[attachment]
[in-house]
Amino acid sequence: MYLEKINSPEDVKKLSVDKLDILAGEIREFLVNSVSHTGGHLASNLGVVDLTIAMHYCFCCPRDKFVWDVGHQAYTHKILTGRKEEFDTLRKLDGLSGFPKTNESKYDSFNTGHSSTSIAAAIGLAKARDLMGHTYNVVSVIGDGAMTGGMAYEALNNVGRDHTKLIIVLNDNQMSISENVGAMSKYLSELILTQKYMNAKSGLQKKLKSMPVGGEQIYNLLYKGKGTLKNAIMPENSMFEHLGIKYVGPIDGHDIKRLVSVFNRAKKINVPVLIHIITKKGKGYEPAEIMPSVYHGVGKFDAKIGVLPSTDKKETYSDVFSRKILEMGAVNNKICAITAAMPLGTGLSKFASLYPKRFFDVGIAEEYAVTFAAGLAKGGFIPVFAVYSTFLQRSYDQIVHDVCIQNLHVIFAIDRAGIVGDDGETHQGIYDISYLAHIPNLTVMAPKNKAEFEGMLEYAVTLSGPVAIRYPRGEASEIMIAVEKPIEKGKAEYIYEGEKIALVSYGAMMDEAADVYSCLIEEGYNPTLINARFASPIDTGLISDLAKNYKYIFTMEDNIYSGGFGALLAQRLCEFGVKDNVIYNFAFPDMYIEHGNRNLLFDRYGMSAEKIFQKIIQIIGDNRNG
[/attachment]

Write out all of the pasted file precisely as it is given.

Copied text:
[in-house]
Amino acid sequence: MYLEKINSPEDVKKLSVDKLDILAGEIREFLVNSVSHTGGHLASNLGVVDLTIAMHYCFCCPRDKFVWDVGHQAYTHKILTGRKEEFDTLRKLDGLSGFPKTNESKYDSFNTGHSSTSIAAAIGLAKARDLMGHTYNVVSVIGDGAMTGGMAYEALNNVGRDHTKLIIVLNDNQMSISENVGAMSKYLSELILTQKYMNAKSGLQKKLKSMPVGGEQIYNLLYKGKGTLKNAIMPENSMFEHLGIKYVGPIDGHDIKRLVSVFNRAKKINVPVLIHIITKKGKGYEPAEIMPSVYHGVGKFDAKIGVLPSTDKKETYSDVFSRKILEMGAVNNKICAITAAMPLGTGLSKFASLYPKRFFDVGIAEEYAVTFAAGLAKGGFIPVFAVYSTFLQRSYDQIVHDVCIQNLHVIFAIDRAGIVGDDGETHQGIYDISYLAHIPNLTVMAPKNKAEFEGMLEYAVTLSGPVAIRYPRGEASEIMIAVEKPIEKGKAEYIYEGEKIALVSYGAMMDEAADVYSCLIEEGYNPTLINARFASPIDTGLISDLAKNYKYIFTMEDNIYSGGFGALLAQRLCEFGVKDNVIYNFAFPDMYIEHGNRNLLFDRYGMSAEKIFQKIIQIIGDNRNG